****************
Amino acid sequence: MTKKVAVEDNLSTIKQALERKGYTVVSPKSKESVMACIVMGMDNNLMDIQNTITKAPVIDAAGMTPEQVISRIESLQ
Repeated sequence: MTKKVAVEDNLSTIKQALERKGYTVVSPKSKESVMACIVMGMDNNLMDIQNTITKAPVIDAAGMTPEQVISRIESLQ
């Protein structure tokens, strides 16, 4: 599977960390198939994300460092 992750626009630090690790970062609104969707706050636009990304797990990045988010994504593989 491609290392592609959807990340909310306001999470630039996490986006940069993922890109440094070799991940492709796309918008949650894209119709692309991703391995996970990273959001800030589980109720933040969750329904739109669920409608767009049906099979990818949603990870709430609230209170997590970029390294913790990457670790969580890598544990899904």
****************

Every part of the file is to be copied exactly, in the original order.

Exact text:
Amino acid sequence: MTKKVAVEDNLSTIKQALERKGYTVVSPKSKESVMACIVMGMDNNLMDIQNTITKAPVIDAAGMTPEQVISRIESLQ
Repeated sequence: MTKKVAVEDNLSTIKQALERKGYTVVSPKSKESVMACIVMGMDNNLMDIQNTITKAPVIDAAGMTPEQVISRIESLQ
């Protein structure tokens, strides 16, 4: 599977960390198939994300460092 992750626009630090690790970062609104969707706050636009990304797990990045988010994504593989 491609290392592609959807990340909310306001999470630039996490986006940069993922890109440094070799991940492709796309918008949650894209119709692309991703391995996970990273959001800030589980109720933040969750329904739109669920409608767009049906099979990818949603990870709430609230209170997590970029390294913790990457670790969580890598544990899904």